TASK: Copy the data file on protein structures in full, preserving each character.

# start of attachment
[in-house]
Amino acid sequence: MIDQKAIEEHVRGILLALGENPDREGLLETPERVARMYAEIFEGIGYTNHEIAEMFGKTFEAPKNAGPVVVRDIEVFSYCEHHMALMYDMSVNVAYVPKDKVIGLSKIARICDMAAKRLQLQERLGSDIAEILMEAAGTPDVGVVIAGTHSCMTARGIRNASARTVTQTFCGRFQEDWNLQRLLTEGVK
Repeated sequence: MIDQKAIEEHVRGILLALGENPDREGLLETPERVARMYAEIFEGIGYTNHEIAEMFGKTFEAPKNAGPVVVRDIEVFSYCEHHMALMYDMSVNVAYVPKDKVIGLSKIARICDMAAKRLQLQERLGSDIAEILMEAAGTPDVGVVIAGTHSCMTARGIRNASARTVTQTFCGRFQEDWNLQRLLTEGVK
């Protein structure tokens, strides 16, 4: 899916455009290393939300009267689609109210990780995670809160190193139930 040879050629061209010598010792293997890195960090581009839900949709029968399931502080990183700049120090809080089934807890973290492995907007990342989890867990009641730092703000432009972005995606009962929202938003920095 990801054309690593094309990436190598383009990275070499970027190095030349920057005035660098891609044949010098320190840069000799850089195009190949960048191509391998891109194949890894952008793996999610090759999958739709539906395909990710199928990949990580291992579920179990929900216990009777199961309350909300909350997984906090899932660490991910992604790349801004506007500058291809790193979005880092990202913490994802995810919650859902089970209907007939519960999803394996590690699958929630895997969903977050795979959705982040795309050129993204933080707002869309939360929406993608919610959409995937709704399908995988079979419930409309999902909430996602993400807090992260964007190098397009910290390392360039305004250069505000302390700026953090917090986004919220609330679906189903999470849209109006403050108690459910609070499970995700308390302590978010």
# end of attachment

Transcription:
[in-house]
Amino acid sequence: MIDQKAIEEHVRGILLALGENPDREGLLETPERVARMYAEIFEGIGYTNHEIAEMFGKTFEAPKNAGPVVVRDIEVFSYCEHHMALMYDMSVNVAYVPKDKVIGLSKIARICDMAAKRLQLQERLGSDIAEILMEAAGTPDVGVVIAGTHSCMTARGIRNASARTVTQTFCGRFQEDWNLQRLLTEGVK
Repeated sequence: MIDQKAIEEHVRGILLALGENPDREGLLETPERVARMYAEIFEGIGYTNHEIAEMFGKTFEAPKNAGPVVVRDIEVFSYCEHHMALMYDMSVNVAYVPKDKVIGLSKIARICDMAAKRLQLQERLGSDIAEILMEAAGTPDVGVVIAGTHSCMTARGIRNASARTVTQTFCGRFQEDWNLQRLLTEGVK
């Protein structure tokens, strides 16, 4: 899916455009290393939300009267689609109210990780995670809160190193139930 040879050629061209010598010792293997890195960090581009839900949709029968399931502080990183700049120090809080089934807890973290492995907007990342989890867990009641730092703000432009972005995606009962929202938003920095 990801054309690593094309990436190598383009990275070499970027190095030349920057005035660098891609044949010098320190840069000799850089195009190949960048191509391998891109194949890894952008793996999610090759999958739709539906395909990710199928990949990580291992579920179990929900216990009777199961309350909300909350997984906090899932660490991910992604790349801004506007500058291809790193979005880092990202913490994802995810919650859902089970209907007939519960999803394996590690699958929630895997969903977050795979959705982040795309050129993204933080707002869309939360929406993608919610959409995937709704399908995988079979419930409309999902909430996602993400807090992260964007190098397009910290390392360039305004250069505000302390700026953090917090986004919220609330679906189903999470849209109006403050108690459910609070499970995700308390302590978010």